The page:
According to health experts, we should seek support from family, friends, and co-workers to help us cope.  

Practicing mindfulness through deep breathing, meditation, and yoga can also help.

8. High Level of Workplace Drama

Workplace drama isn’t unique to the film industry, but we often seem to have more than our share of it on set.  We deal with difficult people and different personalities every day, and it can be challenging to find common ground at work.

The only way some people know how to cope with certain situations that arise on set is through workplace drama.  Dealing with them can leave us exhausted and frustrated.


Respond rationally, not emotionally, to those causing workplace drama, no matter how they behave.  Communicate and listen effectively, and don’t gossip.  

Keep all digital communications professional.  

See my recent blog post on dealing with dramatic people on set.

9. Unrealistic Shooting Schedules

It seems that the number of shows with shooting schedules that can’t realistically accommodate the amount of work involved is increasing.

New employees starting their industry careers may not yet realize how an unrealistic shooting schedule on a show can lengthen already long workdays, increase stress levels, and prevent everyone from doing their best work.  

It can also compromise safety on set, as we saw with the tragic shooting accident on the set of the film Rust

If you’re working on a show with a schedule that’s not long enough to reasonably shoot each day’s work without extended workdays on a daily basis, and there’s no second unit, things probably won’t improve on that show.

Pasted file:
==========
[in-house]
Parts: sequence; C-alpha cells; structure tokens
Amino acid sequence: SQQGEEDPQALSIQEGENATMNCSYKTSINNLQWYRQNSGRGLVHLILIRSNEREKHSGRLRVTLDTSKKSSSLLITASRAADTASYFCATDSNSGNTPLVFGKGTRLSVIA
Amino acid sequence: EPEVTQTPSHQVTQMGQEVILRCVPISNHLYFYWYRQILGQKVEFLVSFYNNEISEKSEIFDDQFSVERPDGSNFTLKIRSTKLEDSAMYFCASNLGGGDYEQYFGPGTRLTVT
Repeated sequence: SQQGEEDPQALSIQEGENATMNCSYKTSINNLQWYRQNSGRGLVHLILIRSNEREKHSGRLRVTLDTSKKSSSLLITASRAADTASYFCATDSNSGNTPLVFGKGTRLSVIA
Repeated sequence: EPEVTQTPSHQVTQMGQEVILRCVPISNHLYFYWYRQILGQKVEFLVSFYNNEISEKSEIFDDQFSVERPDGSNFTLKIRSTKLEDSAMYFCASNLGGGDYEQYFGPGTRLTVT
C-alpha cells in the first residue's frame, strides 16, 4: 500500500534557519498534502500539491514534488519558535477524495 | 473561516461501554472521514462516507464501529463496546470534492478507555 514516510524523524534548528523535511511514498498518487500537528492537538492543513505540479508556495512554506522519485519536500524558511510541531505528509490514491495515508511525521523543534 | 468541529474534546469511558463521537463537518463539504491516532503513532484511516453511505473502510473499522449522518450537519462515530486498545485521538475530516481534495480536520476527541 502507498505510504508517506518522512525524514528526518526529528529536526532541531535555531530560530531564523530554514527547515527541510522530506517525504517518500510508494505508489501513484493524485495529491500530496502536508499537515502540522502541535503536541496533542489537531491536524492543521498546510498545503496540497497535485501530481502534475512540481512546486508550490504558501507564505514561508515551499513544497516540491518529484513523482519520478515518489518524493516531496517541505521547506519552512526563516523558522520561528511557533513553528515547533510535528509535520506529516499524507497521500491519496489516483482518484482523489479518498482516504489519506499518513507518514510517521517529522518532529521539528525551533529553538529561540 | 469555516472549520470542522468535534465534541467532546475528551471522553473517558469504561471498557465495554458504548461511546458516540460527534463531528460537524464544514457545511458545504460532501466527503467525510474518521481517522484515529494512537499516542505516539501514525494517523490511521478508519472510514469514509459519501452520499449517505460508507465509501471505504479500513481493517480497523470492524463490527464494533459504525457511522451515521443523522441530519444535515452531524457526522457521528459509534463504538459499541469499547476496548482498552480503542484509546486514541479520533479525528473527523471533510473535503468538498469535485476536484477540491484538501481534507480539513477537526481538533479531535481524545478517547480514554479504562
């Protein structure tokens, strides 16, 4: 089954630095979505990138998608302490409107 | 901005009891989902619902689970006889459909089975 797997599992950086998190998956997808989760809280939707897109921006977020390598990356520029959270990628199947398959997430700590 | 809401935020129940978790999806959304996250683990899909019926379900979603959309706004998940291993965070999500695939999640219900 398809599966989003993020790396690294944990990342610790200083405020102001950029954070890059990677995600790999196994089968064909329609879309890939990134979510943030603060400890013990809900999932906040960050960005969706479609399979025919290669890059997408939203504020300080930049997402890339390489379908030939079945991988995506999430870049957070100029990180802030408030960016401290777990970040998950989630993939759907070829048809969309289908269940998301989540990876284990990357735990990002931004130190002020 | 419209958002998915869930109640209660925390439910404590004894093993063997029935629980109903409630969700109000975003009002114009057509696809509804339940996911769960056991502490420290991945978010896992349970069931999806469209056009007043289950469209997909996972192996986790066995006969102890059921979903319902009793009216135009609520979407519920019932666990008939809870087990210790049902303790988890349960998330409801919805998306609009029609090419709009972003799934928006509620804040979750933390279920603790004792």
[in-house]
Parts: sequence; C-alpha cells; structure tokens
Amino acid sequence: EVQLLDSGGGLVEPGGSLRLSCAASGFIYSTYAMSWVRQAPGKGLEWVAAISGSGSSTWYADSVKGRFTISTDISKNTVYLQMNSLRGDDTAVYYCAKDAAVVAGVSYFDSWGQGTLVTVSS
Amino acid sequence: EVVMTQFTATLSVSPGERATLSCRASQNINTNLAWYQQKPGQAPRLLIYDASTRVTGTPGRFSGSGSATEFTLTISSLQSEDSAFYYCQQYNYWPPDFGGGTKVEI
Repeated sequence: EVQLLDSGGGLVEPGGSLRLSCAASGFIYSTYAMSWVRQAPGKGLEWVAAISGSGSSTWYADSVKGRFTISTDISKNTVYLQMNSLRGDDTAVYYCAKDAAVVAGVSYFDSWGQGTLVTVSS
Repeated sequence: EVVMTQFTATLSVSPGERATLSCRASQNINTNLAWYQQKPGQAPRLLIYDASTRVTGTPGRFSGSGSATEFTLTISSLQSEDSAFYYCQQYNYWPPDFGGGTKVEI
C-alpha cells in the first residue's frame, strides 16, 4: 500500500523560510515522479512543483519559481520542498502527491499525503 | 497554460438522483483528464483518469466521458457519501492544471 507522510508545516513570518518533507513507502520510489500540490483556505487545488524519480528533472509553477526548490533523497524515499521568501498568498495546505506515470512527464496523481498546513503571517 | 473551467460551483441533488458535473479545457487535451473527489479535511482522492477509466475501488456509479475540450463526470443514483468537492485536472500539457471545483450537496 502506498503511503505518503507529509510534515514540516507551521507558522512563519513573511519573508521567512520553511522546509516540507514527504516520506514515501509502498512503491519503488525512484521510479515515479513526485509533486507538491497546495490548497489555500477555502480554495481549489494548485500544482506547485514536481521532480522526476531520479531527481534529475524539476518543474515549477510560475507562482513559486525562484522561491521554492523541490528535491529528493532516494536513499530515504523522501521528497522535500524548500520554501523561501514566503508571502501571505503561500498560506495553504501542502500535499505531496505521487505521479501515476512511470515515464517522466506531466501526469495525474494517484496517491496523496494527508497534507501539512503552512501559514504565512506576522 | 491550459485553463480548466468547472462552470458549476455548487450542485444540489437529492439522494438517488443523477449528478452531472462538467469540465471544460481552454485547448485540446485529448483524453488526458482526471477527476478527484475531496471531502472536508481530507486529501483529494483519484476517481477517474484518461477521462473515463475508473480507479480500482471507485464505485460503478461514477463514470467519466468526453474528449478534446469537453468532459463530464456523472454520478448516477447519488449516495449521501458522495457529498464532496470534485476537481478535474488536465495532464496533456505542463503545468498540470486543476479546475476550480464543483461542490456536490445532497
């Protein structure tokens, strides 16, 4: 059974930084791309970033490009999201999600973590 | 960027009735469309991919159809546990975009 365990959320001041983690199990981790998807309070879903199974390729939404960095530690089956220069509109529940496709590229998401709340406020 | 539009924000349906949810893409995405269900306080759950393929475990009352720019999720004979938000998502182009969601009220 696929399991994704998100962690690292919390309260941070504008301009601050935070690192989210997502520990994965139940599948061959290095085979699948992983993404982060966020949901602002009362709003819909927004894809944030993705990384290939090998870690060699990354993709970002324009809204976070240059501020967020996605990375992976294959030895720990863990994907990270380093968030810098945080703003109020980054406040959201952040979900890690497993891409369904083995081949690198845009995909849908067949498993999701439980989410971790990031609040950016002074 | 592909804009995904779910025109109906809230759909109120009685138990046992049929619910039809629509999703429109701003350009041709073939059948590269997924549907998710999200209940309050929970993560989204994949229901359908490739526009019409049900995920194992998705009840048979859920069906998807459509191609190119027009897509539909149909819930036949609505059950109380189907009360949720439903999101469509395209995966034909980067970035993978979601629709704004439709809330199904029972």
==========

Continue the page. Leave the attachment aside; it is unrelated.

In my experience, schedules generally do not expand once they’re established because it’s cheaper to pay crew overtime than add another day to the shooting schedule.  

Most single-camera episodic tv shows have exceptionally long workdays, so it’s worth looking into areas of the industry with shorter workdays, such as sitcoms, game shows, and talk shows.  You won’t get the overtime pay you’d get on shows with longer workdays, but you’ll have more of a life. 

10. Unacceptable Behavior Tolerated on Set

This once common workplace challenge isn’t as prevalent as it used to be, thanks to some high-profile lawsuits and public shaming of the perpetrators.   

However, unacceptable behavior sometimes still happens on set, and it’s a red flag if those in positions of power tolerate it.  If the behavior includes sexual harassment, employers should have a policy in place for dealing with it outside the chain of command. 


Know the company’s policy for reporting harassment and bullying.  Often that means reporting it to the human resources department, sometimes not.  Either way, you have recourse if you’re subjected to abusive behavior at work.


That’s my roundup of common workplace challenges you may encounter when working on set.  Some are unique to our industry, while others, such as interpersonal conflict and sexual harassment, are found in every type of business.

There are solutions to the challenges we face on set, and it’s up to use them to create the environment in which we can do our best work and thrive.

Safety Hotlines:

IATSE safety hotline: 844-422-9273

DGA safety hotline: 310-289-5326; after-hours: 800-342-3457